BGS Foundation Day 2015

BGS Old Boy Chris Raine inspired current students with his stories and spoke about his bid to challenge Australia’s binge drinking culture.

​Brisbane Grammar School Headmaster Anthony Micallef writes about the celebration of the school's 147th Foundation Day assembly today, including the presentation of three important annual scholarships to members of the 2014 year 12 group; and the address by Old Boy Chris Raine and his bid to challenge Australia's binge drinking culture.​

Our BGS Foundation Day assembly has three clear determinations. First, we rejoice the foundation and history of this school, the oldest boy's secondary school in Brisbane. Second, we invite successful Old Boys back to the school to address the students. And third, we assert our school's historical commitment to scholarship, by acknowledging the accomplishments of three outstanding graduates of the preceding year and by acknowledging those in years 7 or 8 boys who are entering the school on trustees' scholarships, or have received a bursary to assist them with their first year at the school.

In examining the school's history, I reminded attendees of The Act of State Parliament, passed in 1861, which made endowment for the formation of secondary schools for children in Queensland. It took a further seven years to generate the funds required to establish a secondary school for boys in Brisbane. The state government contributed two pounds for each pound publicly subscribed, and a foundation stone was laid on 29 February 1868 at the original site of the school, where Roma Street station is now located. In 1869 the school received its first students.

I chose to talk briefly about the legacy of the first three headmasters and then concentrate much of my address on the contribution of Stuart Stephenson, the fourth headmaster. Thomas Harlin (1869-1876), the school's first headmaster, believed in treating the boys with the utmost confidence. He wanted them, in work and play, to act from a sense of duty and not from fear of punishment – a sentiment we strongly espouse today. His successor, Reginald Heber Roe (1876-1909) supervised the relocation of the school from its original Roma street site to the present site in 1881. Roe was an ardent supporter of the languages and an educational pioneer. More than 100 years later we carry his ambition to teach classic and modern languages.

Last year in my address I evoked something of the school's history under the third headmaster, Mr F. S. N. Bousfield (1909-1927). Frederick Bousfield was the first headmaster of the school to be appointed from within the staff. Throughout Bousfield's era, the school continued to build its reputation for seeking to educate the well-rounded 'whole' man, aiming to combine pursuit of scholarship with healthy athleticism to form strong character and a sense of public spirit. These broad goals have been a hallmark of the school's mission throughout its history and resonate very strongly with our community.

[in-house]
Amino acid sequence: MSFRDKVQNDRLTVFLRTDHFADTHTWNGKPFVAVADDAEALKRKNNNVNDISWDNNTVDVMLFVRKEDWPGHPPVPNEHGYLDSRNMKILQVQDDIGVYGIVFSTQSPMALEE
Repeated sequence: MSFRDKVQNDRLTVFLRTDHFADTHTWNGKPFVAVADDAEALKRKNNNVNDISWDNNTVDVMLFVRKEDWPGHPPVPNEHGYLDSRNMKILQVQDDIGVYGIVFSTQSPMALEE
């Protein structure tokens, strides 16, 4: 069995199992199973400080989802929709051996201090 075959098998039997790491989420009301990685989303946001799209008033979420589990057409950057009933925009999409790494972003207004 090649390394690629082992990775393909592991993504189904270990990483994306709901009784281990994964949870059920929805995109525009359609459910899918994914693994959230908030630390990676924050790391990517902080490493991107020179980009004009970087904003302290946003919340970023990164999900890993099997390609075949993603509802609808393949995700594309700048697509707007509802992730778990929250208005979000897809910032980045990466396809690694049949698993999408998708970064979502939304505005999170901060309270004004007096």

The fourth headmaster, and the one I acknowledged in this year's ceremony was Mr Stuart Stephenson (1928-1939) - considered by many as the quintessential Grammar all-rounder. He was a scholar of note, a sportsman, and a historian with a rare feeling for the school's tradition and continuity. Above all, he was a magnificent teacher, particularly of mathematics.

During the depression years Stephenson's humanity was what defined him. When he heard of boys who could not afford to pay school fees he found ways to support their education through the kind benefaction of other Grammar families. He also employed the school's significant network to assist boys to find employment once they had completed school. He was a pioneer of career guidance and I am confident he would marvel at the student services provisions and bursarial support that are offered to students today.

Stephenson also had a great sense of tradition. In a year where we will honour a century since the Gallipoli landing and show our respects to past Grammar students who served our country, Stephenson ardently regarded the Old Boys as members of the extended school community. He had no hesitation in lauding their achievements, seeking their advice, and asking past students to support struggling BGS families or fund the next major project. His pledge to the Old Boys Association is a legacy which we appreciate today.